Harvard Prof., a Lawyer, Goes to War Over $4 Chinese Food Overcharge

By William Peacock, Esq. on December 10, 2014 | Last updated on March 21, 2019

I get it. I get Professor Ben Edelmen was frustrated. He ordered $53.35 worth of Chinese food from Sichuan Garden, a local restaurant. He was charged $57.35. Apparently, an out-of-date website was to blame.

Like I said, I get it. I tried to buy a keg of Pabst Blue Ribbon a few months back from a mom-and-pop liquor store up on the corner. Their website said $50. When I got there, they wanted $70 and refused to honor the price on their website, which the lady said that she didn't know how to update.

You know what I did? I went to BevMo. By contrast, Prof. Edelman of the Harvard Business School (who has a Ph.D., a J.D., a master's, and a bachelor's degree from Harvard) cited state consumer protection laws, demanded a half-off discount, and reported the restaurant to the authorities.

'You Seem Like a Smart Man, but Is This Really Worth Your Time?'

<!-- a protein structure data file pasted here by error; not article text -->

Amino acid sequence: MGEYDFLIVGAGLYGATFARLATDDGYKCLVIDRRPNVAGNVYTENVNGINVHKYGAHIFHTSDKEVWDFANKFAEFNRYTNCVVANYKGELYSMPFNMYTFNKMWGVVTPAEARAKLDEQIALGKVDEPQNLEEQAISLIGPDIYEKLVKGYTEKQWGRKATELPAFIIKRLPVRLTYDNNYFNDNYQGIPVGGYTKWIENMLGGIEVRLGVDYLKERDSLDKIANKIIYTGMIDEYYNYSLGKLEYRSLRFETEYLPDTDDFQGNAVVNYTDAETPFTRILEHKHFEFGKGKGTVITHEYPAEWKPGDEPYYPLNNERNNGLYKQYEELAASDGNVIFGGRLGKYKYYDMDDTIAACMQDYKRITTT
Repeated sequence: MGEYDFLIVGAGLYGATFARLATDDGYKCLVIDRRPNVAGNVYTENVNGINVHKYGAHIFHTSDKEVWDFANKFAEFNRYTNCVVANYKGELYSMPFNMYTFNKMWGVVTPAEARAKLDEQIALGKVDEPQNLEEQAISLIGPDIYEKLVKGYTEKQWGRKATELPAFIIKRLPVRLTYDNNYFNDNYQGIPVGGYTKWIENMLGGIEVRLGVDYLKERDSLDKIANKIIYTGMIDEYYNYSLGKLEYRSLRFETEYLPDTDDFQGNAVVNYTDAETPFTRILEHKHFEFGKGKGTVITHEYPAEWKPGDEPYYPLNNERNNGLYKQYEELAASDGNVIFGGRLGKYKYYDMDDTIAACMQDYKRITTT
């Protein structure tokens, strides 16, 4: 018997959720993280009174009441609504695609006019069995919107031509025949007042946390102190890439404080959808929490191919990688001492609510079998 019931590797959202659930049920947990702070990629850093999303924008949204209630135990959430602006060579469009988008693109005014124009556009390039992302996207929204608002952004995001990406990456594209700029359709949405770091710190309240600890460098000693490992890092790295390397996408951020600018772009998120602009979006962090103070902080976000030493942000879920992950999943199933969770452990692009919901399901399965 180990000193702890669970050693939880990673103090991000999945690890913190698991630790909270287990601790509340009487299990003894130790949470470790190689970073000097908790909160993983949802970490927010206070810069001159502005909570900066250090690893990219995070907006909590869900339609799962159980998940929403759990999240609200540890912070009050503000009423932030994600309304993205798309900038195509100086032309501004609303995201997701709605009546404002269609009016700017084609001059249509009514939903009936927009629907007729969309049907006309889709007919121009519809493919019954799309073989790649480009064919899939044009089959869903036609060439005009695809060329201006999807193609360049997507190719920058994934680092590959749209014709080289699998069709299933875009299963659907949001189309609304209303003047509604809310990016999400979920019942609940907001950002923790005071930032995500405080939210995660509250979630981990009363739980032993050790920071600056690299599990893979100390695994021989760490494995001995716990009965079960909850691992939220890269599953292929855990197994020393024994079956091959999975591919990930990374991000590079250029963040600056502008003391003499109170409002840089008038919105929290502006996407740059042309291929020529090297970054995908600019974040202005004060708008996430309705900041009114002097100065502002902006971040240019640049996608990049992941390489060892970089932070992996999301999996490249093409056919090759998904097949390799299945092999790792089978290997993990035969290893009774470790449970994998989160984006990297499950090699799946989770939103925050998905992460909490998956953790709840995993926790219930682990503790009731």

Those are the words of Ran Duan, the man who manages Sichuan Garden, which his parents founded.

We couldn't agree more. Boston.com has the full email exchange between the professor and the restaurant, which started with a request for a price clarification by the professor and quickly escalated into absurdity.

Prof. Edelman demanded triple the overcharge, citing Massachusetts Consumer Protection laws, and told Duan that he had contacted the appropriate authorities. The restaurant owner offered the price difference. A back-and-forth ensued. Duan fixed his website. Prof. Edelman asked for half of the cost of his order refunded as compensation for bringing the matter to Duan's attention.

Seriously though: "is this really worth your time?"

Maybe He Has a Point?

The initial words for Prof. Edelmen that popped into our minds when we read the emails weren't exactly fit for print, but maybe we were a little harsh. After all, how much has this restaurant made off of its higher prices?

Think about it like this: 100 customers per day, each charged an additional $4 or $5, adds up to a lot at the end of the month. And how many times have you been frustrated by a bait-and-switch?

Still, this seems like the overcharge would have been better addressed by notifying the restaurant, politely asking for a price adjustment, and if they didn't update their website after a few days, then maybe notifying the proper authorities. We'd have to imagine that a quadruple-Harvard guy could spend his time toward a more productive endeavor than sending lengthy, bitter emails over a $4 overcharge.

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